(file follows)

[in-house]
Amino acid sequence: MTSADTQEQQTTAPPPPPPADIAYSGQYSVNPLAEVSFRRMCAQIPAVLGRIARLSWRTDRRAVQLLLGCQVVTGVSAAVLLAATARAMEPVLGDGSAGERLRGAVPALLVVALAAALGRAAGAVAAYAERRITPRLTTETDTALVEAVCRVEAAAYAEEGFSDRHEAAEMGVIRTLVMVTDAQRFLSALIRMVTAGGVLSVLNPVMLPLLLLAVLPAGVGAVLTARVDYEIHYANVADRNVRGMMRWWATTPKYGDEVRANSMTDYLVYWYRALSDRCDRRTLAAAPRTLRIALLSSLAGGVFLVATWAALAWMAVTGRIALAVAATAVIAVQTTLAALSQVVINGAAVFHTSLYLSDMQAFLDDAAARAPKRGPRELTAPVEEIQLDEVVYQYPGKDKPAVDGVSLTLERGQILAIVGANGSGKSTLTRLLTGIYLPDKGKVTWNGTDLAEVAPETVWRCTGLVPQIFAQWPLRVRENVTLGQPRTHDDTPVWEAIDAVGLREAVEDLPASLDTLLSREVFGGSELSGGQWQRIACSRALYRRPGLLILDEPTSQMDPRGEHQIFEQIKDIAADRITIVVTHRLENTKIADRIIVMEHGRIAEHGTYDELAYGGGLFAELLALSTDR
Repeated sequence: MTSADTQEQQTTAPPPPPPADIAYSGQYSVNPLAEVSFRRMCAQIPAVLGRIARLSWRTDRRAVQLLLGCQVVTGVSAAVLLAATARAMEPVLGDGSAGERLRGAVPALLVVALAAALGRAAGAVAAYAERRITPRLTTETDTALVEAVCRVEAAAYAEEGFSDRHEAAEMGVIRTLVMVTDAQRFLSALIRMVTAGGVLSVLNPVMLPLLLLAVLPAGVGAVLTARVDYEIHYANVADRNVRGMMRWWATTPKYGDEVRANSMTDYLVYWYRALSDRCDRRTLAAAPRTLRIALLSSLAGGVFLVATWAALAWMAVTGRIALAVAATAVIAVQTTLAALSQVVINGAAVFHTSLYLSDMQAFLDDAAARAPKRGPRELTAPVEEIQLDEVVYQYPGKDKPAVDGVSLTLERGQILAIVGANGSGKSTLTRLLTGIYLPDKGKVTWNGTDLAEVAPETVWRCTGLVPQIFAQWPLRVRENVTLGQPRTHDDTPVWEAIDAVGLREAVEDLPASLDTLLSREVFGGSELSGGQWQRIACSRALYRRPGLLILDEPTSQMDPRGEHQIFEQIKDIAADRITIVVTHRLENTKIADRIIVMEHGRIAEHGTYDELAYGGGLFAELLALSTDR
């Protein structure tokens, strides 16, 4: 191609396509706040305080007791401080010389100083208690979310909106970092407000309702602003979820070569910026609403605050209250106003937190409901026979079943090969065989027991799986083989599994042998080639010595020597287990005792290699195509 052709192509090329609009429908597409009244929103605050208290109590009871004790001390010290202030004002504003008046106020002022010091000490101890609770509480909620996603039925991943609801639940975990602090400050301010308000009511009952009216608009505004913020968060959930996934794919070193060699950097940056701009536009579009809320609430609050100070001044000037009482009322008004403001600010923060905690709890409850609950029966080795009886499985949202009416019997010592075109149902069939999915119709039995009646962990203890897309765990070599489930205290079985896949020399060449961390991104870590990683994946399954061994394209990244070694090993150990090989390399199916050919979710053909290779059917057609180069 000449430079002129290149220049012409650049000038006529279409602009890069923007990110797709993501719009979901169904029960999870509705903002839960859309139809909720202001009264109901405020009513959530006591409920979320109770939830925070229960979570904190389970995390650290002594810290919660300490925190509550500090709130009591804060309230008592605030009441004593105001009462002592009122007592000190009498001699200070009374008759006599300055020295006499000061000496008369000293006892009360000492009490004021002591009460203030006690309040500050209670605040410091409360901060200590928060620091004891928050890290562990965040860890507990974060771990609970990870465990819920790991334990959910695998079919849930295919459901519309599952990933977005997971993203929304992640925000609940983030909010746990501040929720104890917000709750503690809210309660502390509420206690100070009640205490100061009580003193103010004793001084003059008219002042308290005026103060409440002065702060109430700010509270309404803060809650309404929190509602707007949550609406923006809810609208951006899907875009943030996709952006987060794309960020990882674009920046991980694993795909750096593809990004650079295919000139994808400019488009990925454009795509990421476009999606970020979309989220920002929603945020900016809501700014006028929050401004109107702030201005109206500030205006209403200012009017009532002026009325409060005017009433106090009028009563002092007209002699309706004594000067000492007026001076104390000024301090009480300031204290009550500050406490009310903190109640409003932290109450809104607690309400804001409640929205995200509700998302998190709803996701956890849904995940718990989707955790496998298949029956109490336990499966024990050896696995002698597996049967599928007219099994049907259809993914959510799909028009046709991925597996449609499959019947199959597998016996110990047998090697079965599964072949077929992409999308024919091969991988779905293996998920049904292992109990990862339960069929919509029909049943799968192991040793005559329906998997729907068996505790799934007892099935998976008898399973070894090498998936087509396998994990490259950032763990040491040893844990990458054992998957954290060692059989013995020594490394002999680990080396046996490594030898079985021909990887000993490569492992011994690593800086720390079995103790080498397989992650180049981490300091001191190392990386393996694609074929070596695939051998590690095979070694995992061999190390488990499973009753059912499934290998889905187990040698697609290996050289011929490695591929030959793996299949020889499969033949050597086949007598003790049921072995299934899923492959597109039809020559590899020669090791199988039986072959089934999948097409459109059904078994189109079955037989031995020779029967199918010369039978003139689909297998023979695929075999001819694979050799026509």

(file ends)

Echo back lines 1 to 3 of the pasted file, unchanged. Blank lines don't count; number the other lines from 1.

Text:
[in-house]
Amino acid sequence: MTSADTQEQQTTAPPPPPPADIAYSGQYSVNPLAEVSFRRMCAQIPAVLGRIARLSWRTDRRAVQLLLGCQVVTGVSAAVLLAATARAMEPVLGDGSAGERLRGAVPALLVVALAAALGRAAGAVAAYAERRITPRLTTETDTALVEAVCRVEAAAYAEEGFSDRHEAAEMGVIRTLVMVTDAQRFLSALIRMVTAGGVLSVLNPVMLPLLLLAVLPAGVGAVLTARVDYEIHYANVADRNVRGMMRWWATTPKYGDEVRANSMTDYLVYWYRALSDRCDRRTLAAAPRTLRIALLSSLAGGVFLVATWAALAWMAVTGRIALAVAATAVIAVQTTLAALSQVVINGAAVFHTSLYLSDMQAFLDDAAARAPKRGPRELTAPVEEIQLDEVVYQYPGKDKPAVDGVSLTLERGQILAIVGANGSGKSTLTRLLTGIYLPDKGKVTWNGTDLAEVAPETVWRCTGLVPQIFAQWPLRVRENVTLGQPRTHDDTPVWEAIDAVGLREAVEDLPASLDTLLSREVFGGSELSGGQWQRIACSRALYRRPGLLILDEPTSQMDPRGEHQIFEQIKDIAADRITIVVTHRLENTKIADRIIVMEHGRIAEHGTYDELAYGGGLFAELLALSTDR
Repeated sequence: MTSADTQEQQTTAPPPPPPADIAYSGQYSVNPLAEVSFRRMCAQIPAVLGRIARLSWRTDRRAVQLLLGCQVVTGVSAAVLLAATARAMEPVLGDGSAGERLRGAVPALLVVALAAALGRAAGAVAAYAERRITPRLTTETDTALVEAVCRVEAAAYAEEGFSDRHEAAEMGVIRTLVMVTDAQRFLSALIRMVTAGGVLSVLNPVMLPLLLLAVLPAGVGAVLTARVDYEIHYANVADRNVRGMMRWWATTPKYGDEVRANSMTDYLVYWYRALSDRCDRRTLAAAPRTLRIALLSSLAGGVFLVATWAALAWMAVTGRIALAVAATAVIAVQTTLAALSQVVINGAAVFHTSLYLSDMQAFLDDAAARAPKRGPRELTAPVEEIQLDEVVYQYPGKDKPAVDGVSLTLERGQILAIVGANGSGKSTLTRLLTGIYLPDKGKVTWNGTDLAEVAPETVWRCTGLVPQIFAQWPLRVRENVTLGQPRTHDDTPVWEAIDAVGLREAVEDLPASLDTLLSREVFGGSELSGGQWQRIACSRALYRRPGLLILDEPTSQMDPRGEHQIFEQIKDIAADRITIVVTHRLENTKIADRIIVMEHGRIAEHGTYDELAYGGGLFAELLALSTDR